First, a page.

On Asking Questions in Rehearsal

‹-- PreviousNext --›

At last year’s A Cappella Spring Fest I ran a session for choir members about how to get the most out of rehearsals. It was partly about how to prepare for and review rehearsals in between to consolidate, but also about things you can do during the rehearsal itself. One specific item we covered was about asking questions in rehearsal – when and how to do it. I’m coming back to write about this now because I’ve had several conversations about it recently and so it seems a good moment to share those discussions.

From a director’s perspective, questions from choir members are a mixed blessing. On one hand they give you really clear information about the singers’ needs, and how the whole process is being experienced from within the ensemble. This is information we want and need. On the other hand, they slow the rehearsal down by increasing the talk:music ratio, and their timing often distracts the whole choir from the rehearsal focus of the moment.

So, the question is: how do we gather that vital information without breaking the flow of the rehearsal?

The key is for the singers to triage their questions into the urgent and the merely important (nobody ever asks unimportant questions). Urgent questions are those that you won’t be able to make music unless you get an answer: where are we starting?; I can’t find my first note; which song are we doing? If your question is urgent, ask it.

Merely important questions are the ones about rehearsal content: where are we coming off in bar 4? How should we pronounce the vowel in ‘night’? Should we be quieter here? These are all musically substantive points that need addressing at some point – but just because you have noticed it now doesn’t mean that right now is the best time to address it.

When these questions arise, the best thing is to hold them – make a mental note but don’t interrupt the flow of the rehearsal with them. One of three things will now happen. First, your director may get onto it within the next ten minutes, after they’ve dealt with whatever they are focused on right now. Second, the question may just resolve itself as people self-correct on the risers. Third, the issue may remain unaddressed at the end of that part of the rehearsal.

In that third the case, you need to take your mental note and bring it to your director. Quick chats in the break or after rehearsal work for this, as does dropping them a note the next day before you forget. They can then plan to address them in a focused and organised fashion, so the issues get proper attention without blowing something else off-course.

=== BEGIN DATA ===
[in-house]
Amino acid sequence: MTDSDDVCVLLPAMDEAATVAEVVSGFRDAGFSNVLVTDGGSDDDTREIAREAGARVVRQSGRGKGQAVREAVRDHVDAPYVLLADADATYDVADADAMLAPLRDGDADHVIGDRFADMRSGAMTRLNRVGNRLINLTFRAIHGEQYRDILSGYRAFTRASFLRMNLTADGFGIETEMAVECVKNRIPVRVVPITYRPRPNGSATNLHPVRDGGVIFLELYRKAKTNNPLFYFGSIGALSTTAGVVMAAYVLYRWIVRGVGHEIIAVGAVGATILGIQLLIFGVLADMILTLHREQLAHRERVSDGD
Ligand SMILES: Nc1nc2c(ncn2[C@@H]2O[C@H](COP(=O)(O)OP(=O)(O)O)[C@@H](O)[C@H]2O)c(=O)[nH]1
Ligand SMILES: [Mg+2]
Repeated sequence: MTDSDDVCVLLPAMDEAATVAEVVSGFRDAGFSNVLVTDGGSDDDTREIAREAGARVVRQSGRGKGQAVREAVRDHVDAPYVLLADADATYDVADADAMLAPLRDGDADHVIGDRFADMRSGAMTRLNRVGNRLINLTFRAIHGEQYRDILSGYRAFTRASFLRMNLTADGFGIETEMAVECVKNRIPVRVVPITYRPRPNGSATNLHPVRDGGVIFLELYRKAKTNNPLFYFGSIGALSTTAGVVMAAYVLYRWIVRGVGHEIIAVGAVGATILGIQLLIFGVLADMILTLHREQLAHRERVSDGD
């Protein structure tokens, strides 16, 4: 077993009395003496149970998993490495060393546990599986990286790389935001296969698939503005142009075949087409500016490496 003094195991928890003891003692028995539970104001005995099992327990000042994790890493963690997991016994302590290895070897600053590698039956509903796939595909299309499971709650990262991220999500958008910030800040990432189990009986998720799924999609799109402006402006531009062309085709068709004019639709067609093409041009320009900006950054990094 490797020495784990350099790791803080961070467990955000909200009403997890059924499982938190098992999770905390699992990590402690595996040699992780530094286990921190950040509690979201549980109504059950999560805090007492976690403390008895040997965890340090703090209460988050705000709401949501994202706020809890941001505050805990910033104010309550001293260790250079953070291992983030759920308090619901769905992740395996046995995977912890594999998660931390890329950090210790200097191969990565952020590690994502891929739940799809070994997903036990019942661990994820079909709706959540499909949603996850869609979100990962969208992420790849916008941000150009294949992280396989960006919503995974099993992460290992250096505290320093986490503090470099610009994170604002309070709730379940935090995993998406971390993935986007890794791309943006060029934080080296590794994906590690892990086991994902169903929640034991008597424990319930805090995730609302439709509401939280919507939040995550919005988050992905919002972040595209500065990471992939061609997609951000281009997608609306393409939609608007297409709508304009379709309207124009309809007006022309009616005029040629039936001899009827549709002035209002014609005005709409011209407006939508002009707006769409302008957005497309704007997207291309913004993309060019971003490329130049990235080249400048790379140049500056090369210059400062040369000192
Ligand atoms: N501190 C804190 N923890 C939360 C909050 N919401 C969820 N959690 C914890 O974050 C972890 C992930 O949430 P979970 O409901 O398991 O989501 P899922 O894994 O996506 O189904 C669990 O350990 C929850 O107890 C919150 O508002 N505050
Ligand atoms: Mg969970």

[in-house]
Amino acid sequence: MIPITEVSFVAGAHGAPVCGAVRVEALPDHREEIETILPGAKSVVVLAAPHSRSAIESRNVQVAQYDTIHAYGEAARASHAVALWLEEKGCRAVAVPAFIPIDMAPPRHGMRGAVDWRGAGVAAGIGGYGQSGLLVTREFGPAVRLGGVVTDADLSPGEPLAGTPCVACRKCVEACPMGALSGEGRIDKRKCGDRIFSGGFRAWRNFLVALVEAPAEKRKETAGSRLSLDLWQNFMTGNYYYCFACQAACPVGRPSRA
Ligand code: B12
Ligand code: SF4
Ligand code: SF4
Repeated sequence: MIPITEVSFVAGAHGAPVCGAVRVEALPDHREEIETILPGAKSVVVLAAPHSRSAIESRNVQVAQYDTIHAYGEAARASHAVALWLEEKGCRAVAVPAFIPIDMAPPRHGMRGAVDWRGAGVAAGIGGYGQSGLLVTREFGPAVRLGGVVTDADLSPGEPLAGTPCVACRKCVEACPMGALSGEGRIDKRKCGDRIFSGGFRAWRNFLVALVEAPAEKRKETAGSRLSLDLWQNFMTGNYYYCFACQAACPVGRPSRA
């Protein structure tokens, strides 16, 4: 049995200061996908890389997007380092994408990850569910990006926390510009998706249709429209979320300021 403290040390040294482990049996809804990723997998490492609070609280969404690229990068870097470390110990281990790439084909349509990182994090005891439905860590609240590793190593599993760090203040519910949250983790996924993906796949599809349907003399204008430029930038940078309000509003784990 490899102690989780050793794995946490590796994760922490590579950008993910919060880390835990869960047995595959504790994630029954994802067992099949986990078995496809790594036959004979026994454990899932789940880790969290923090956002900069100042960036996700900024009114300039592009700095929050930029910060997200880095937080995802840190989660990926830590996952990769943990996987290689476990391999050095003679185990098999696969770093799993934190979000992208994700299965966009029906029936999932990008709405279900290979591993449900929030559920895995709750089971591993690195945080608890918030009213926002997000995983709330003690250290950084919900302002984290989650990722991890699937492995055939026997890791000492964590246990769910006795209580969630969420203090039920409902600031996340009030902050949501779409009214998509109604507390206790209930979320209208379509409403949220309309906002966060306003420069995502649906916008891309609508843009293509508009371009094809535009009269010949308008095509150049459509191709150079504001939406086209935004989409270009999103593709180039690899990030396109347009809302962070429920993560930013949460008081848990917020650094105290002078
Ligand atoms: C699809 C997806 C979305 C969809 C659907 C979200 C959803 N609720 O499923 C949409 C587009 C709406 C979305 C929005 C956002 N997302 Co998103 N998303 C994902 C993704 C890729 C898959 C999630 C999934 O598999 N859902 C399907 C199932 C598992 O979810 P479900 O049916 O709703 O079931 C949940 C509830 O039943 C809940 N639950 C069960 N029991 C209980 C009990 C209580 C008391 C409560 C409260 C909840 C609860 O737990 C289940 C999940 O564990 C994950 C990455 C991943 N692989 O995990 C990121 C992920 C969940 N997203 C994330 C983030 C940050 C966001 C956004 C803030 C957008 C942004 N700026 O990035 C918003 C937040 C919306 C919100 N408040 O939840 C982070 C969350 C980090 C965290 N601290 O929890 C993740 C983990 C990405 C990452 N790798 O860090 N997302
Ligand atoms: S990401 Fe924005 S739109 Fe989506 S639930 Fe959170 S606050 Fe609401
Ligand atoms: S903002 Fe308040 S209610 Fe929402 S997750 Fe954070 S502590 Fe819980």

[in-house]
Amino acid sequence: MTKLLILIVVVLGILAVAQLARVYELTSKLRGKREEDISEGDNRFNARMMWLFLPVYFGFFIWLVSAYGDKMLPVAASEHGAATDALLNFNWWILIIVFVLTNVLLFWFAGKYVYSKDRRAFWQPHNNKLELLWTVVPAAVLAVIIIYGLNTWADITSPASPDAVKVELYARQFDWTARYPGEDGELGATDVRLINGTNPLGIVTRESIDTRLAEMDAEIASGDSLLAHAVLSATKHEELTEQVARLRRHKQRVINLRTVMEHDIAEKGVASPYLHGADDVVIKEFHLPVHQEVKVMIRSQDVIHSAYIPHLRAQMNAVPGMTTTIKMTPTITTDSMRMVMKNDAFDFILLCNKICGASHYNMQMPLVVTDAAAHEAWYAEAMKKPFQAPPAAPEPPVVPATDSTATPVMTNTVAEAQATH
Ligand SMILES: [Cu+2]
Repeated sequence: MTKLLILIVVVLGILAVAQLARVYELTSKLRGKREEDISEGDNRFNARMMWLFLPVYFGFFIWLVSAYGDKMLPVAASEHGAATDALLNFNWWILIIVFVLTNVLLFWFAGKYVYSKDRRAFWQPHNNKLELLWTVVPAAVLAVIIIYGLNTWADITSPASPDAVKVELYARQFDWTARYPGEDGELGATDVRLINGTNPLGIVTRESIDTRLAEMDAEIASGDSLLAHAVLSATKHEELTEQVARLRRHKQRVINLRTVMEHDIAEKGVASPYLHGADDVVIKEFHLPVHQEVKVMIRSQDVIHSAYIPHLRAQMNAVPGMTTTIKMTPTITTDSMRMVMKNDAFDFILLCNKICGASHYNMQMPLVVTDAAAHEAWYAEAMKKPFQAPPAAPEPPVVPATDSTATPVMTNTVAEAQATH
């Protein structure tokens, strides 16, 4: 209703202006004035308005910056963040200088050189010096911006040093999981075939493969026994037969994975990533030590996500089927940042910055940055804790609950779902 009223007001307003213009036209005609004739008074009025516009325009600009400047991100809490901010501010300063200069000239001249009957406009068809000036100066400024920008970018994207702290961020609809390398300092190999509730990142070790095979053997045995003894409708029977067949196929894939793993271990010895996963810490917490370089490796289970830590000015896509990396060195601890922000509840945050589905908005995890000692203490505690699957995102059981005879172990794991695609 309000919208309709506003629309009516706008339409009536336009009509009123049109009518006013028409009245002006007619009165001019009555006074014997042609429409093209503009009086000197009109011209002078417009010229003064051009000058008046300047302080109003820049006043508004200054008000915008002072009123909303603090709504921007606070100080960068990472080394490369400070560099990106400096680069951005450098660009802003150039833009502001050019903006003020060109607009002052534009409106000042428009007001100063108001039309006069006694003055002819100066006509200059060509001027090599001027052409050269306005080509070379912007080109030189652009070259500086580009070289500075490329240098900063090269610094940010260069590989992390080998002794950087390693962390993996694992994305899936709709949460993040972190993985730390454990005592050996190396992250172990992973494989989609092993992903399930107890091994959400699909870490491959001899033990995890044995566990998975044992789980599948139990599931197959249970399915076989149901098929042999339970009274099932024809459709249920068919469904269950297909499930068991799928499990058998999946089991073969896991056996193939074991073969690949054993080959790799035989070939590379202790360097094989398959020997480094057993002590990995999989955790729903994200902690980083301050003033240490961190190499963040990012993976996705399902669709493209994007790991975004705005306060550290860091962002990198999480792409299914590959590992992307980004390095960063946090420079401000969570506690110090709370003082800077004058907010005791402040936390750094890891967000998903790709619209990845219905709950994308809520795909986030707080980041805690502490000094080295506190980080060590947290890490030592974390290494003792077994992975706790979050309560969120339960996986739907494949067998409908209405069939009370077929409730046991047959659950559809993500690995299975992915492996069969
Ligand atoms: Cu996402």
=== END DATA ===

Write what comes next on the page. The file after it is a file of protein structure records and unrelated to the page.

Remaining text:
A particular point to note: if your question is about what other singers are doing, it is by definition not urgent. You can still get in at the right place, even if someone else is holding onto the last note of the phrase too long.

This has an importance beyond just the effect on rehearsal pacing. Pointing out others’ errors, unless you are working within a rehearsal protocol such as duetting that explicitly invites mutual feedback, is poor etiquette. It erodes trust within the group, and reduces the sense of psychological safety we all need if we are to take artistic risks. We all need to be free to make mistakes without feeling that criticism could come from any quarter. Commenting on other singers’ difficulties makes them more wary, and thus impairs their tone quality. You ask the question because you want the music to be better, but thereby you risk making it worse.

Speaking as a director, I love it when people get in touch to ask about specific details in the music we’re working on. I only have one pair of ears and a single brain, so however good those ears are (they’re not bad), there’s a limit to the amount of musical information they can handle at once. I love getting input from all the other ears and brains at our disposal as it allows me to go into a rehearsal with a detailed to-do list that I know will help chorus members feel increased confidence and security once we’ve addressed them.

So, please keep hearing all these details, and please keep letting your director know you’ve heard them. But please not while they’re trying to rehearse your choir – wait until they can give your point the attention it deserves.

...found this helpful?

I provide this content free of charge, because I like to be helpful. If you have found it useful, you may wish to make a donation to the causes I support to say thank you.

Archive by date

Syndicate content